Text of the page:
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Barbara Cleaver Tilsner, 66; Co-Founded Group to Help Mothers of AIDS Victims

August 12, 2004|Myrna Oliver | Times Staff Writer

Barbara Cleaver Tilsner, who co-founded Mothers of AIDS Patients Los Angeles after her son died of the disease 20 years ago and who campaigned widely to increase AIDS research funding, has died.

She was 66.

Tilsner died Aug. 2 at Little Company of Mary Hospital in San Pedro of lung cancer. A nonsmoker, she had been diagnosed with cancer only two weeks before her death, said her stepdaughter, Julie Tilsner.

In 1984, Barbara Tilsner lost her gay, 26-year-old son, Scott Cleaver, to AIDS after nursing him through his final illness.

A hairdresser, she feared losing clients if she mentioned that her son had AIDS, so she told people he suffered from cancer.

"After my son died, I felt a burning need to talk about it and educate people about AIDS, but ... all I really wanted was another mother to talk to," she once told The Times. "I kept feeling, 'Where are they?' "

Eventually, she heard about an organization called Mothers of AIDS Patients in San Diego and contacted its founder, Barbara Peabody.

She also called AIDS Project Los Angeles, pleading for "another mother to talk to" locally. She was referred to Mary Jane Edwards of Rancho Palos Verdes, who had also lost a son to AIDS. After the two women talked, they formed Mothers of AIDS Patients Los Angeles, patterned after Peabody's group, in 1986.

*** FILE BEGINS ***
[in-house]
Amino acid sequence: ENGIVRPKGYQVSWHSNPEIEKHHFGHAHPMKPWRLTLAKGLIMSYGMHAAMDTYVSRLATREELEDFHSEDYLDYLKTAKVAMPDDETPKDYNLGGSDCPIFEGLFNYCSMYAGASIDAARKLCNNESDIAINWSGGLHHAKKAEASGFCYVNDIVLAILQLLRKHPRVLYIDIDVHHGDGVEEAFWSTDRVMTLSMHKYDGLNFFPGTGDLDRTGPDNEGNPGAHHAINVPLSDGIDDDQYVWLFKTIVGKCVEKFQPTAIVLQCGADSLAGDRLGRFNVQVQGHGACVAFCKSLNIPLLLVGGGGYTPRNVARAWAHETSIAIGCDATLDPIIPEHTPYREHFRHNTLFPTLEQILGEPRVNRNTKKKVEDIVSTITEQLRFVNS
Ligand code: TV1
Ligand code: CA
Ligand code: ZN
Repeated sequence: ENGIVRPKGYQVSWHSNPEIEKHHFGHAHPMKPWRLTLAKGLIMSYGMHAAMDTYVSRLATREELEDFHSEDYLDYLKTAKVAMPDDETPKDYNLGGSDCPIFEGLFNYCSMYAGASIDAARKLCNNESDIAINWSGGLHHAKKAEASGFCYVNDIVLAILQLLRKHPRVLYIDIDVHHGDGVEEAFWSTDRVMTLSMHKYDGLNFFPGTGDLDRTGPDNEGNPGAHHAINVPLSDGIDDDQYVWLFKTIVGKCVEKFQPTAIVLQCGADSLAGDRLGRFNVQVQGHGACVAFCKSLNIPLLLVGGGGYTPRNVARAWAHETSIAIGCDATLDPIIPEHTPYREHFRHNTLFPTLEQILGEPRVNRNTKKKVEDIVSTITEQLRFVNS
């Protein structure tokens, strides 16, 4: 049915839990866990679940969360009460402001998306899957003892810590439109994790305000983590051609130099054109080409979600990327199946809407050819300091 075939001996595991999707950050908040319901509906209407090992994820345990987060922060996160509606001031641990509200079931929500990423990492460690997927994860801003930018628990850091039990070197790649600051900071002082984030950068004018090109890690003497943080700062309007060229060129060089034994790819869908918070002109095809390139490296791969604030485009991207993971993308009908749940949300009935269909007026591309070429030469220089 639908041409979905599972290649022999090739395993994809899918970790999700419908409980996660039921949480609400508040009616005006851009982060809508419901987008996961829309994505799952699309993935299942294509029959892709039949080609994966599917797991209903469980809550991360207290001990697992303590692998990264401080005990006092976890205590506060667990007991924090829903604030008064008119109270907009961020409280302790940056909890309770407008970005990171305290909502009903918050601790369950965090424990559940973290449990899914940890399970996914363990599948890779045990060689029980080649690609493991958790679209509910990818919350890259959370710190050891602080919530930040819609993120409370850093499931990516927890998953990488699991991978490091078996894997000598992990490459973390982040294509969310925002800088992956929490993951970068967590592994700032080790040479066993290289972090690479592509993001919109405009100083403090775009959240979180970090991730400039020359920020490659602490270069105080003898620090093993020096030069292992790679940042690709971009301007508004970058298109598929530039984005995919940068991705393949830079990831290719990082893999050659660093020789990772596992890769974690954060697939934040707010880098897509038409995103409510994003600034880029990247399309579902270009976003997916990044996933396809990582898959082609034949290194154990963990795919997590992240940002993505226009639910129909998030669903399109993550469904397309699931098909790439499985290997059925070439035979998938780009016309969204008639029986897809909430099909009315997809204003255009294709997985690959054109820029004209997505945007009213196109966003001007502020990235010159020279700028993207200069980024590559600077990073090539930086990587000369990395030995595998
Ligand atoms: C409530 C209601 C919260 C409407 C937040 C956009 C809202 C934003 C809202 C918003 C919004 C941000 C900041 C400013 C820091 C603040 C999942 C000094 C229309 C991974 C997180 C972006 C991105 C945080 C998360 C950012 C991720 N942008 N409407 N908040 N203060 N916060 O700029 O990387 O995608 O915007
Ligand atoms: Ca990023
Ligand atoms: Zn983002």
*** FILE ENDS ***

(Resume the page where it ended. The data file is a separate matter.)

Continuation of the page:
All three women were featured in a video documentary, titled "Too Little, Too Late," about the organization they launched to help families struggling with the loss, discrimination and isolation associated with AIDS.

Tilsner, as president of the growing Los Angeles group, traveled widely in the U.S. and to Moscow talking with patients' families and publicly pleading for education, tolerance and research about AIDS.

She participated in a gay and lesbian civil rights march in Washington and lobbied congressmen and presidential candidates for more money for AIDS research.

Tilsner also provided her own early photographs of the Cleaver family to photographer Linda Troeller for her collage "TB-AIDS Diary." The work illustrates the effects on their respective families -- including discrimination -- of Troeller's late mother contracting tuberculosis and Scott Cleaver being stricken with AIDS.

The collage won the 1989 Ferguson Award from the Friends of Photography in San Francisco and was exhibited across the country.

Tilsner was a native of Los Angeles and spent much of her adult life in Torrance during her marriage to Tom Cleaver, who is also deceased.

She is survived by her husband of four years, Herbert L. Tilsner of San Pedro and Ventura; a daughter, Gina Rogers of Huntington Beach; three stepchildren, David and Tim Tilsner of Ventura and Julie Tilsner of Long Beach; two grandchildren; and two step-grandchildren.

Services will be private.

The family has asked that any memorial contributions be sent to That All May Freely Serve, an organization to promote ordination of gays and lesbians in the Presbyterian Church, at 121 N. Fitzhugh St., Rochester, NY 14614.

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